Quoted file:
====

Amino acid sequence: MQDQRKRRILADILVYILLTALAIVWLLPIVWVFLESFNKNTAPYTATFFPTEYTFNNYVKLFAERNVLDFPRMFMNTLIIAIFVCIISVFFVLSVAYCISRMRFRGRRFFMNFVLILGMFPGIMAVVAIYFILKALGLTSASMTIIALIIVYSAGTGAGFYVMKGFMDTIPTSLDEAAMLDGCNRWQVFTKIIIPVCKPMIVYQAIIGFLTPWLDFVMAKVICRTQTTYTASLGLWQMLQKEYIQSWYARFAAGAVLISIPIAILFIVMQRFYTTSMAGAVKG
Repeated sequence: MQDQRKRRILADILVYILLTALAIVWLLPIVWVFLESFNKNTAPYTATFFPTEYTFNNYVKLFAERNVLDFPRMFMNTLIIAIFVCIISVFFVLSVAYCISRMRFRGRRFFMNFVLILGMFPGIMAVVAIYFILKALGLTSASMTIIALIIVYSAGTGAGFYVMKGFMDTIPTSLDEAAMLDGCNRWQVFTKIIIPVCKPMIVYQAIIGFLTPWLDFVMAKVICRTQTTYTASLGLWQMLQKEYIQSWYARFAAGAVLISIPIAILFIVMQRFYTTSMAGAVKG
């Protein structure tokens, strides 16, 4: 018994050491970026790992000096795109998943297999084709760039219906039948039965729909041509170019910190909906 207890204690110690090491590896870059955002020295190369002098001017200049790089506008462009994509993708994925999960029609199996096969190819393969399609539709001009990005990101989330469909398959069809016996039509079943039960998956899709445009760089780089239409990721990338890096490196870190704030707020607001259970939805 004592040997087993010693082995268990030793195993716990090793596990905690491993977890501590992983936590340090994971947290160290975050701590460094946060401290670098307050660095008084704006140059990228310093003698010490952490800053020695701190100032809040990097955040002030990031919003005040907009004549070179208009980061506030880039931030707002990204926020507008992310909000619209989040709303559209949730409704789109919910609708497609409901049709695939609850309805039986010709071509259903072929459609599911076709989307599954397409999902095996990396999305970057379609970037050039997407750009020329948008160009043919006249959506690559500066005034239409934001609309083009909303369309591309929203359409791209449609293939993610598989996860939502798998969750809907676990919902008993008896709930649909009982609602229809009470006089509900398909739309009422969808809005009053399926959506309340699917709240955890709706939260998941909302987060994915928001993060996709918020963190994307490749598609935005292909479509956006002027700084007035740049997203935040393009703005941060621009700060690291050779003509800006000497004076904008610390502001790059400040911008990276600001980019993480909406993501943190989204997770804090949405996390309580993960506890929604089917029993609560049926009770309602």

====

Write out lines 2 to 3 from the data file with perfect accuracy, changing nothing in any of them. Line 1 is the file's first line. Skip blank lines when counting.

Repeated sequence: MQDQRKRRILADILVYILLTALAIVWLLPIVWVFLESFNKNTAPYTATFFPTEYTFNNYVKLFAERNVLDFPRMFMNTLIIAIFVCIISVFFVLSVAYCISRMRFRGRRFFMNFVLILGMFPGIMAVVAIYFILKALGLTSASMTIIALIIVYSAGTGAGFYVMKGFMDTIPTSLDEAAMLDGCNRWQVFTKIIIPVCKPMIVYQAIIGFLTPWLDFVMAKVICRTQTTYTASLGLWQMLQKEYIQSWYARFAAGAVLISIPIAILFIVMQRFYTTSMAGAVKG
């Protein structure tokens, strides 16, 4: 018994050491970026790992000096795109998943297999084709760039219906039948039965729909041509170019910190909906 207890204690110690090491590896870059955002020295190369002098001017200049790089506008462009994509993708994925999960029609199996096969190819393969399609539709001009990005990101989330469909398959069809016996039509079943039960998956899709445009760089780089239409990721990338890096490196870190704030707020607001259970939805 004592040997087993010693082995268990030793195993716990090793596990905690491993977890501590992983936590340090994971947290160290975050701590460094946060401290670098307050660095008084704006140059990228310093003698010490952490800053020695701190100032809040990097955040002030990031919003005040907009004549070179208009980061506030880039931030707002990204926020507008992310909000619209989040709303559209949730409704789109919910609708497609409901049709695939609850309805039986010709071509259903072929459609599911076709989307599954397409999902095996990396999305970057379609970037050039997407750009020329948008160009043919006249959506690559500066005034239409934001609309083009909303369309591309929203359409791209449609293939993610598989996860939502798998969750809907676990919902008993008896709930649909009982609602229809009470006089509900398909739309009422969808809005009053399926959506309340699917709240955890709706939260998941909302987060994915928001993060996709918020963190994307490749598609935005292909479509956006002027700084007035740049997203935040393009703005941060621009700060690291050779003509800006000497004076904008610390502001790059400040911008990276600001980019993480909406993501943190989204997770804090949405996390309580993960506890929604089917029993609560049926009770309602």